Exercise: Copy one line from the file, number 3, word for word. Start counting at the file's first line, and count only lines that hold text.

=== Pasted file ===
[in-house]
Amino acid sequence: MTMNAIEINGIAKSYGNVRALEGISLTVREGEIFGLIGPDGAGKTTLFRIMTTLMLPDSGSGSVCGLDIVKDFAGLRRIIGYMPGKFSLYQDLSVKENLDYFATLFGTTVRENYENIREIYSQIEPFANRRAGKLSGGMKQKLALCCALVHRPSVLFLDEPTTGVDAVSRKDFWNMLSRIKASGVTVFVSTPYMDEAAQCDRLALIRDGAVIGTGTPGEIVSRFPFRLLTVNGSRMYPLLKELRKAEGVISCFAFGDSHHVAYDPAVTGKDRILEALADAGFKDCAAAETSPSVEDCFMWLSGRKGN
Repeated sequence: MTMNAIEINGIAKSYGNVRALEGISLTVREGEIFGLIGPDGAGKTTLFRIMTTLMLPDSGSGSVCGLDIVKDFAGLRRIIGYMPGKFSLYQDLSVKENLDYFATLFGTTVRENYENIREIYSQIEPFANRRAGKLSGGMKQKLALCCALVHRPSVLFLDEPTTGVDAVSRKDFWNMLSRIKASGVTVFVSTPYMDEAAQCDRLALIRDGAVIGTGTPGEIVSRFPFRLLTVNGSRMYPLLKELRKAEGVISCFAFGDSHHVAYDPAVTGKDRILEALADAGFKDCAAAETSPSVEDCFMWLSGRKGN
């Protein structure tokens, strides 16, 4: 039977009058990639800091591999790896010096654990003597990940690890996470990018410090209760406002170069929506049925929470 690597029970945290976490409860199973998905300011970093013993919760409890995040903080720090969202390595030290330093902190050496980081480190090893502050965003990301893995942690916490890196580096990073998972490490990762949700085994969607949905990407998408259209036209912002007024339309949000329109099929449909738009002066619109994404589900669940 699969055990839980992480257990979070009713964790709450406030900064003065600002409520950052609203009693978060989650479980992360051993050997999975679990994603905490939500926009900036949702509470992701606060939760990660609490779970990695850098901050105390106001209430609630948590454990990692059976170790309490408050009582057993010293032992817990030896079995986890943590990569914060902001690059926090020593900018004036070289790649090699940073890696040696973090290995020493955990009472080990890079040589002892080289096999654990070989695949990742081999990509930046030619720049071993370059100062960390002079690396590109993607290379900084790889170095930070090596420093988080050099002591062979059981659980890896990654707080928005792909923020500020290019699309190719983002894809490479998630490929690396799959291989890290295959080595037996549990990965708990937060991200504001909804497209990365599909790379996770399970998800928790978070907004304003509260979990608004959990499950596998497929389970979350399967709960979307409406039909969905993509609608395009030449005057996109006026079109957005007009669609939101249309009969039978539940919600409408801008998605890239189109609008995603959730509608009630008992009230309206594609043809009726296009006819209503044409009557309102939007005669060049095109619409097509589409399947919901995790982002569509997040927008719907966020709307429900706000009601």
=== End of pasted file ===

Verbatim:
Repeated sequence: MTMNAIEINGIAKSYGNVRALEGISLTVREGEIFGLIGPDGAGKTTLFRIMTTLMLPDSGSGSVCGLDIVKDFAGLRRIIGYMPGKFSLYQDLSVKENLDYFATLFGTTVRENYENIREIYSQIEPFANRRAGKLSGGMKQKLALCCALVHRPSVLFLDEPTTGVDAVSRKDFWNMLSRIKASGVTVFVSTPYMDEAAQCDRLALIRDGAVIGTGTPGEIVSRFPFRLLTVNGSRMYPLLKELRKAEGVISCFAFGDSHHVAYDPAVTGKDRILEALADAGFKDCAAAETSPSVEDCFMWLSGRKGN